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December 15, 2015

Comments

Angelo

I believe my leisure money budget in 2016 will transition to firearms and related equipment/accessories/ammo. That's a hobby I've grown into that will likely displace watches as my biggest leisure expense.

Ulysses

What some people call obsession, others may call focus, or to put it another way, the predisposition for focus might make us more vulnerable to obsession. Men tend to have more focus and are goal-oriented. Money, or the lack or if it, is probably the biggest limiting factor for most collectors, though I reckon if you had more money than you knew what to do with, you'd feel miserable. Personally, I guess I could be described as obsessed with finely-crafted, well-made beautiful things. It could be a watch or a vase, doesn't matter. Does that make me an eclectic obsessive? I just appreciate fine work in whatever form it takes. It only becomes a problem when it starts to interfere with your normal life, at which point we slide from mere obsession to addiction.

Angelo

Ulysses: Your comments are always interesting and at times, inspiring reading for me. You wrote here (an almost offhanded comment) that having more money than one knows what to do with can lead to that person being miserable. It's interesting because I think most of us chase money and try to climb as high as we can when it comes to income. We all want to make more money than we need and save it----build a mountain of money. I play the lottery, dreaming of hitting the lottery for tens of millions of dollars and "not having anymore worries." Yet that one sentence in your post here got me thinking----if I had more money than I knew what to do with, I might not become instantly miserable----but I think I would stop appreciating the things that right now-----I love having. I love my collection of modestly priced watches----most of them worth far less than Jeff's watches (though I have a lot more of them). I love my radio collection----and I don't have enough money to buy museum quality examples of classic radios----so I bought the best I could comfortably afford. My cars aren't new models or really fancy----but I'm a car enthusiast and I like keeping my "fleet" clean and in good repair. These things----collections of a middle-class man----make me happy. If I had so much money that I could buy anything I want at any time----it's not that I would become miserable, but I think I'd first become really bored (no need to chase deals if you're worth 100 million dollars----and I like chasing deals). I'd be bored first, then maybe I would become miserable later. My hopes and prayers would be that if I struck it rich like that----I could find ways to efficiently spend that money to make other peoples lives richer----maybe help a few poor kids afford college or buy cars for people who are struggling and need a reliable car to get to work----that sort of thing.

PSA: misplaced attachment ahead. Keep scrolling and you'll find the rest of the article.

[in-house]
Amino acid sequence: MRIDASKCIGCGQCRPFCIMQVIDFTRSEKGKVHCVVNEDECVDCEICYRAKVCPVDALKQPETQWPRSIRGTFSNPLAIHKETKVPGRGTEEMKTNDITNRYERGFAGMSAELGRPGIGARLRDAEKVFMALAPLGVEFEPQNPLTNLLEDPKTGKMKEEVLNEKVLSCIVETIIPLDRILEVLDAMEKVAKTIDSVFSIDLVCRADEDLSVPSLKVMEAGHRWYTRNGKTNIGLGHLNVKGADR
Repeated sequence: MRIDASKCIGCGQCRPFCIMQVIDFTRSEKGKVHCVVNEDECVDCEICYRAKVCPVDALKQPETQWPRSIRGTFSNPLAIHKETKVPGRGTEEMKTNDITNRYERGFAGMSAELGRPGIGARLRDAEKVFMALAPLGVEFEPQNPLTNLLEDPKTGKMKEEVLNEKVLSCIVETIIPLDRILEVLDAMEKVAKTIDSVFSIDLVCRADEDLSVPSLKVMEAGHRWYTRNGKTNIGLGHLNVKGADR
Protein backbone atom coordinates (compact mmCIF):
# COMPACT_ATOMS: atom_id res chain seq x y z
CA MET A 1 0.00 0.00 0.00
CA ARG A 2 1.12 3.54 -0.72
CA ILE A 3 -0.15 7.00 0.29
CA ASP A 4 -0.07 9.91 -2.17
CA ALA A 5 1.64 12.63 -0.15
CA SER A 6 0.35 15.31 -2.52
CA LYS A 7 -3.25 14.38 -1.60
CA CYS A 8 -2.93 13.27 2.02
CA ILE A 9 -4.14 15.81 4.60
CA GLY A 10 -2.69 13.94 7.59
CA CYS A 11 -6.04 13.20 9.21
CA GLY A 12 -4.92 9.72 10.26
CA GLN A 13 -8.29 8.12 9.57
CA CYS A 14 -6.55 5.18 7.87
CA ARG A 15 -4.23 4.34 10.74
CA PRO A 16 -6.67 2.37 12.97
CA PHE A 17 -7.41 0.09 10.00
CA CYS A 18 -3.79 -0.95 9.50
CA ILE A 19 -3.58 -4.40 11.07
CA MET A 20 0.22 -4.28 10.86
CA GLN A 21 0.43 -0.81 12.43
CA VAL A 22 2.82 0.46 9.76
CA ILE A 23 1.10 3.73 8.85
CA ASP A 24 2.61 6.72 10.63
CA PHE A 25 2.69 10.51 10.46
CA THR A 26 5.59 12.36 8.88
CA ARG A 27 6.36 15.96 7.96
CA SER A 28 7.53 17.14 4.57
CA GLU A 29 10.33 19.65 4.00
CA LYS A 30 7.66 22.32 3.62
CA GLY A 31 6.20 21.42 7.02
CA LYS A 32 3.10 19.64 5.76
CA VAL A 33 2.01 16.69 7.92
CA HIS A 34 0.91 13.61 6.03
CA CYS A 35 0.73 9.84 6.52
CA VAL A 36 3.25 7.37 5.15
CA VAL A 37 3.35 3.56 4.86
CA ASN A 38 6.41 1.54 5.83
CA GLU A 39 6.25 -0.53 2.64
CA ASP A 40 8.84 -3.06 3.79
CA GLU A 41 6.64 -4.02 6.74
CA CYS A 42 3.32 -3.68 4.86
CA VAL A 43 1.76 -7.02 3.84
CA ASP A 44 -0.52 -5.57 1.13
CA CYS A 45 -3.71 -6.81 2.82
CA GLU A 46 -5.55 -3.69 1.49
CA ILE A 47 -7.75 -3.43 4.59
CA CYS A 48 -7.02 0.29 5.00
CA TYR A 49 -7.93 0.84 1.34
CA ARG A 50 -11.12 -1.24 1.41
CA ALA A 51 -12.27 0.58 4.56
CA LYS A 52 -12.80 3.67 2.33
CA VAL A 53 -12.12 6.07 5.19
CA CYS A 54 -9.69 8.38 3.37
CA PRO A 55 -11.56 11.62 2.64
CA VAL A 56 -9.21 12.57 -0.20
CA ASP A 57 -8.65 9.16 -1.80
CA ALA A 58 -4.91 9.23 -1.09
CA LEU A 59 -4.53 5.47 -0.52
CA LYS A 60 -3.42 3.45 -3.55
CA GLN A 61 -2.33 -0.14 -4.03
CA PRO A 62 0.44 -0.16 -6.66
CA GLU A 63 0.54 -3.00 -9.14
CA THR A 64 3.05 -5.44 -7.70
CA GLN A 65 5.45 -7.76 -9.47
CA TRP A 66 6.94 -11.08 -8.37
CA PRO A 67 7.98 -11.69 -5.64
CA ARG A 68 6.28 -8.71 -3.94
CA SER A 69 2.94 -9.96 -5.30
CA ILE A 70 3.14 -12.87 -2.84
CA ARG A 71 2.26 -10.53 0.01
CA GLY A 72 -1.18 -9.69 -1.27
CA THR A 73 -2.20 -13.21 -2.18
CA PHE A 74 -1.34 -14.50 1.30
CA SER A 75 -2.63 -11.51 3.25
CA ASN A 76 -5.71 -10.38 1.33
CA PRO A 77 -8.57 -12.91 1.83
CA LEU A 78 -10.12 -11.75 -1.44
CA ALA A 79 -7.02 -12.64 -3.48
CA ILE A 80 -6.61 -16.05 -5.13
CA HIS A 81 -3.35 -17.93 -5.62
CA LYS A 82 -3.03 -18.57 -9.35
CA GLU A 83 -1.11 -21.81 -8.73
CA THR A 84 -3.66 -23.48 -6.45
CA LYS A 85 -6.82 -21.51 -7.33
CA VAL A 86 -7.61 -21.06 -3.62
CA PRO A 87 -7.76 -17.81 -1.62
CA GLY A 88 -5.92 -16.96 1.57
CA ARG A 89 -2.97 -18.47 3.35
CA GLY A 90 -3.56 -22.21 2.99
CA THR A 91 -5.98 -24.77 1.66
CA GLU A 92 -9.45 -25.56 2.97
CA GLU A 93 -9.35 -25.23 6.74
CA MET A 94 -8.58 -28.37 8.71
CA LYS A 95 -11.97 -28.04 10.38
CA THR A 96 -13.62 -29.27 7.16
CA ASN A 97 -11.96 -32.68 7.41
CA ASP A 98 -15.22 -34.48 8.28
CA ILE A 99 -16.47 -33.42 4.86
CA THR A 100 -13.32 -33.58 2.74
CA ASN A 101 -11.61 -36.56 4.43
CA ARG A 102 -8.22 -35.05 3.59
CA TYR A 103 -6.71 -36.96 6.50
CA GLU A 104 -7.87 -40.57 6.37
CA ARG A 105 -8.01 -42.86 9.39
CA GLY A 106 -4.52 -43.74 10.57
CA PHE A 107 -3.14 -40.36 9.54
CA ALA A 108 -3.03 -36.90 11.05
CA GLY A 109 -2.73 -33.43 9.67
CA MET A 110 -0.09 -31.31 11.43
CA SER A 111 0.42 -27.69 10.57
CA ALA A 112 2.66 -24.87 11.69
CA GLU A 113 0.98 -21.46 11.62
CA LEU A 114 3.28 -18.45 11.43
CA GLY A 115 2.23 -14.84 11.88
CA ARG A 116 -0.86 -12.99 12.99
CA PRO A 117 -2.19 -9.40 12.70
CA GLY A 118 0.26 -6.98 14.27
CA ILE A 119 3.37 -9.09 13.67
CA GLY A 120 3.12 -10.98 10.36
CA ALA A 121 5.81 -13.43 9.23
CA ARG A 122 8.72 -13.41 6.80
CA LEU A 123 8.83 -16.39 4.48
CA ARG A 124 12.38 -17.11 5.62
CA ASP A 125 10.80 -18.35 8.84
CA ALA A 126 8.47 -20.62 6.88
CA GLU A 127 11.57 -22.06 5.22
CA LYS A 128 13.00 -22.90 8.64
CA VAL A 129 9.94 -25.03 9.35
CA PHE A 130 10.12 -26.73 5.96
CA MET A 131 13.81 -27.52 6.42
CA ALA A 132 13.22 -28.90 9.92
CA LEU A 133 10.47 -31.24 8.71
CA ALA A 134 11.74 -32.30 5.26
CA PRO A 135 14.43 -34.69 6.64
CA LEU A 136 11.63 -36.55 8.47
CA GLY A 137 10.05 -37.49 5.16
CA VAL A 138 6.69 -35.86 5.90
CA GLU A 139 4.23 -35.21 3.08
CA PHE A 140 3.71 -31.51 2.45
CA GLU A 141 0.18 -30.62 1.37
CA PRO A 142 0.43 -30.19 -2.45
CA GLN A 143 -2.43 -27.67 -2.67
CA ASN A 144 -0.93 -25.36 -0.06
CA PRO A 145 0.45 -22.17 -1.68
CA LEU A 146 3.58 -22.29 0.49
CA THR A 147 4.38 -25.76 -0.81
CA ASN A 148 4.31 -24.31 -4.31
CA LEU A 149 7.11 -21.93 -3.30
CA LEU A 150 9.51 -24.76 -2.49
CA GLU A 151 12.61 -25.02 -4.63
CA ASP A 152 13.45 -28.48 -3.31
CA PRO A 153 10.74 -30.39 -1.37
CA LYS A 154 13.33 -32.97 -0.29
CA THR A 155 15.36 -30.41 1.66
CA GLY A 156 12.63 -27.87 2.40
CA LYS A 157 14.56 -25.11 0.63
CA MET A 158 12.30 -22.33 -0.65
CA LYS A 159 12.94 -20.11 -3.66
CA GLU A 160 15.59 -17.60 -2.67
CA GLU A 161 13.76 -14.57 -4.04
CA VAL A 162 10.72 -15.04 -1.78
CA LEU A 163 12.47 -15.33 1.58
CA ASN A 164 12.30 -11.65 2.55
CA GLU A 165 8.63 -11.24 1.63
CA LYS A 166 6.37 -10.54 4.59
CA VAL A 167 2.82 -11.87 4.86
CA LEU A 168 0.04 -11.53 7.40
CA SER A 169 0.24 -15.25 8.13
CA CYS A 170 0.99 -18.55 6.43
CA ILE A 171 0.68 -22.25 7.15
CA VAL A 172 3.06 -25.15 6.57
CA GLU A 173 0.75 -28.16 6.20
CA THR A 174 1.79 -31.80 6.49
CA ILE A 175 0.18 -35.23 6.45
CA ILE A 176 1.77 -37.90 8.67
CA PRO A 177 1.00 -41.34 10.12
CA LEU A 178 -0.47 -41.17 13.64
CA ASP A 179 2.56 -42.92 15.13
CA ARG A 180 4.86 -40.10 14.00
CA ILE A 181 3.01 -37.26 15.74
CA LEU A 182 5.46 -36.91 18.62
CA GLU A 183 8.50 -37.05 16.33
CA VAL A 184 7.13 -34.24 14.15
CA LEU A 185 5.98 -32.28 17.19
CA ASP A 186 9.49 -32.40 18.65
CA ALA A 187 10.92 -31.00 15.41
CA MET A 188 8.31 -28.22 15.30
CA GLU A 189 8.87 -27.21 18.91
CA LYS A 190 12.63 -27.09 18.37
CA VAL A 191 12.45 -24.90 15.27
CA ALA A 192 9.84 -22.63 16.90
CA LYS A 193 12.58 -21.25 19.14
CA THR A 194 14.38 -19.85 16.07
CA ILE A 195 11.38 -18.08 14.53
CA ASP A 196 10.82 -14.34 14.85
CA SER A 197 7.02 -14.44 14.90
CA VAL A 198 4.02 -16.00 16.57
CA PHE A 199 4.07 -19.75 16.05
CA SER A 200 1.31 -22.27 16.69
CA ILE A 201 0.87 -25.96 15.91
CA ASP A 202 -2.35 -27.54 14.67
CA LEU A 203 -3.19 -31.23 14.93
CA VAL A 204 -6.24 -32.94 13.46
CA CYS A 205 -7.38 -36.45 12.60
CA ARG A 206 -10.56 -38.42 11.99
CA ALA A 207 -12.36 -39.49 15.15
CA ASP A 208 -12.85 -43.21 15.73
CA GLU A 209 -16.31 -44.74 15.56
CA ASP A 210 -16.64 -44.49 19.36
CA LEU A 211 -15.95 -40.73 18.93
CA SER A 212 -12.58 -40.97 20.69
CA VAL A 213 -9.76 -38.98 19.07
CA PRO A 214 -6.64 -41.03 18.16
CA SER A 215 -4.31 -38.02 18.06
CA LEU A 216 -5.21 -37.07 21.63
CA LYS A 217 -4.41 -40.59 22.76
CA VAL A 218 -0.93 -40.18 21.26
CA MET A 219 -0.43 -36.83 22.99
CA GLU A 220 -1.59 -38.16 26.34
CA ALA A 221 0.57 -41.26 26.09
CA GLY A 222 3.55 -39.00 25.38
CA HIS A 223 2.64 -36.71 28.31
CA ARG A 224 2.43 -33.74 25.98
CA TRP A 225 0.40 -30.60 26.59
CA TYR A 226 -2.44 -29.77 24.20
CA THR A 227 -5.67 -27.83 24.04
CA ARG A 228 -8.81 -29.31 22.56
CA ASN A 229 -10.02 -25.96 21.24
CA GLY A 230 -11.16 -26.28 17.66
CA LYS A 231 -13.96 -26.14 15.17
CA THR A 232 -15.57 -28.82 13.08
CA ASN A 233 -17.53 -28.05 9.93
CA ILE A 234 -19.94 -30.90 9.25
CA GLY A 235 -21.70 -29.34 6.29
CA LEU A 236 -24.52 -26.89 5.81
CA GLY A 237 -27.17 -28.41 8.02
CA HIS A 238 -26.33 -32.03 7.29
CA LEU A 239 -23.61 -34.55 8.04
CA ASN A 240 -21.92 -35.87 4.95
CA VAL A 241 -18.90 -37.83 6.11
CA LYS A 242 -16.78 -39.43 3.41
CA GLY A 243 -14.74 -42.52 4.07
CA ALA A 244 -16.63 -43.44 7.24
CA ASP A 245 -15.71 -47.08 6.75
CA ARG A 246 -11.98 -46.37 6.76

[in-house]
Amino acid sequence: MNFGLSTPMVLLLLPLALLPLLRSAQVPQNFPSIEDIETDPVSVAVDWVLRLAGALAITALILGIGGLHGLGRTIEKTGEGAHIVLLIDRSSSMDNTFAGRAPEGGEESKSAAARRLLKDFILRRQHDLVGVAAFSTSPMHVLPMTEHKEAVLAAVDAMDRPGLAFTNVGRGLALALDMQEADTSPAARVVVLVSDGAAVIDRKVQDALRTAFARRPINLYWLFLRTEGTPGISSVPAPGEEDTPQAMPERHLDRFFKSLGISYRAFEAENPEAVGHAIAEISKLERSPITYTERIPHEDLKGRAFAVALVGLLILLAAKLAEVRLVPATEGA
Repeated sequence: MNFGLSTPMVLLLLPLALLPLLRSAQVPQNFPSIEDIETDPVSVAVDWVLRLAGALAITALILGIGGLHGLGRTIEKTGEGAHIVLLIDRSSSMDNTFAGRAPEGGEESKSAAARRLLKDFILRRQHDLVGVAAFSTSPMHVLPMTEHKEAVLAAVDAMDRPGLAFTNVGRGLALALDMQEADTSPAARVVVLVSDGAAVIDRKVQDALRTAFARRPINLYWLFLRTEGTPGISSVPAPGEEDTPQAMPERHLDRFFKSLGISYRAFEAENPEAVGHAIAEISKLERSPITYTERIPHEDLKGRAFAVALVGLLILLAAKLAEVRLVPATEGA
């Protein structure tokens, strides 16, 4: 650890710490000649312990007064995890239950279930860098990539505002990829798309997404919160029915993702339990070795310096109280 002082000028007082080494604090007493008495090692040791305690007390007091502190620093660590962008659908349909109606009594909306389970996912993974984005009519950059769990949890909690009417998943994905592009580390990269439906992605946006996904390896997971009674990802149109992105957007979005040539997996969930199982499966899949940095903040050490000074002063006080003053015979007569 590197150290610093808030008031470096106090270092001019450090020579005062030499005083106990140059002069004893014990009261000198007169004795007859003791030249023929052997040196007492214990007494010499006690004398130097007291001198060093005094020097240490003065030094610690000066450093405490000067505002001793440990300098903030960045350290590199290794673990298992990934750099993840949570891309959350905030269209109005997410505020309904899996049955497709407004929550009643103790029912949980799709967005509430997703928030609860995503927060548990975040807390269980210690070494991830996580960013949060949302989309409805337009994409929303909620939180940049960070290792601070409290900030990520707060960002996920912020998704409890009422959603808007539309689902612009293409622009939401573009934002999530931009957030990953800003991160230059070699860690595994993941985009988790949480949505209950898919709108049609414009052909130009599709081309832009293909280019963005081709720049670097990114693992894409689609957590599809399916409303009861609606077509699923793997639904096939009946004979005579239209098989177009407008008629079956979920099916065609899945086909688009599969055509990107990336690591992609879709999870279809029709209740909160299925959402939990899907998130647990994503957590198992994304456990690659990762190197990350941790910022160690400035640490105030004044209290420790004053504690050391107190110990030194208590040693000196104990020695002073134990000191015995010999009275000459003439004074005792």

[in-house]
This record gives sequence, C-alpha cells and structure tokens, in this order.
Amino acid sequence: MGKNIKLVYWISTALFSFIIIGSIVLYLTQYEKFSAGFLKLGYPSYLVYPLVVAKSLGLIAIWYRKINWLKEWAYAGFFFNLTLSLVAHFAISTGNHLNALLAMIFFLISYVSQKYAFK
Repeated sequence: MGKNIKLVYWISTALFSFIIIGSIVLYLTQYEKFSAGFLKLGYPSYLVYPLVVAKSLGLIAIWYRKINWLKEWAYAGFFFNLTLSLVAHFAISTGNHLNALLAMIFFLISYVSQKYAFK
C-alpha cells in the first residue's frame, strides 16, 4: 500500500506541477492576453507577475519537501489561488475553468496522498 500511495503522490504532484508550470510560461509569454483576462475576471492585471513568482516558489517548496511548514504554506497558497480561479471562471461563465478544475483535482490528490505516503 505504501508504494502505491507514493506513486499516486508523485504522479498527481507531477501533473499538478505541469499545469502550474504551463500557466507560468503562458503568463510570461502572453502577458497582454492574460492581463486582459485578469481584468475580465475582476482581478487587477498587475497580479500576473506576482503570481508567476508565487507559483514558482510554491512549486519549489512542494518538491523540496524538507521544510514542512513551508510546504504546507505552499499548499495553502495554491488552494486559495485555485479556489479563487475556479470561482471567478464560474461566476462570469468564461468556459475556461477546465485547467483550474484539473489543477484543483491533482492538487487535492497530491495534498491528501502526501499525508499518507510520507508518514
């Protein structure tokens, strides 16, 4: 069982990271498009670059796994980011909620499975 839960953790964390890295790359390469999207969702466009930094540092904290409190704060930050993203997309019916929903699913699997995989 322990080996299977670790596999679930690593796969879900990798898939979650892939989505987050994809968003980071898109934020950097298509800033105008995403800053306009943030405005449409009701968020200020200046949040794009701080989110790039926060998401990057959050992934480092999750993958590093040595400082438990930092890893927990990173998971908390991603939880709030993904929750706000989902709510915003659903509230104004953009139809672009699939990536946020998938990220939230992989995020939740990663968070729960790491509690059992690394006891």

Ulysses

It's interesting that lately a lot of billionaires having been donating vast sums of their wealth to charity, or setting up foundations. These people have more money than they'll ever require for one lifetime and so I feel they seek fulfillment by giving something back to society. Although personally I have a modest income, I get the most joy from giving. Seeing the smile on someone's face after they receive a thoughtful gift is very satisfying to me. I wonder if the likes of Zuckerberg and Gates feel a similar pleasure from donating thousands of times what I could afford.

The misery of "having it all" is something that would affect individuals of a certain personality - not everyone would suffer from it but I suspect many would. Most of us are continually striving to make ends meet for one reason or another, and after the years drift by we become defined by what we do. The struggle becomes our raison d'etre, and were we to win the lottery or otherwise never have to work again, our defining purpose would disappear and there have been several cases of people striking it rich and then coming off the rails soon after. When you can have anything you want without effort, the rush of victory is erased. An adaptable and enlightened person might be able to get past that fundamental change in the nature of their existence and become a philanthropist or pour the funds into pursuing a noble goal, but the way someone responds to such a change may be written in their distant past, long before they got onto the treadmill of working "for the man", loathing their jobs and looking forward to every Friday. At what point in our young lives did we forget to dream and resign ourselves to our fate, becoming a part of the machine? I'd like to believe that, having had comparatively little for most of my life, i'd be grateful for any significant wealth and would put it to good use, having spent many years dreaming of unfulfilled goals.

Perhaps it is better for us to define our own character rather than allowing our jobs and our environment do it for us. If humans are no more than dust in the eyes of the Universe, let us try to be that speck of dust that catches the ray of light as we drift.

herculodge

Good points, Ulysses. "Having it all" is too often accompanied by a penetrating emptiness, which becomes unbearable.

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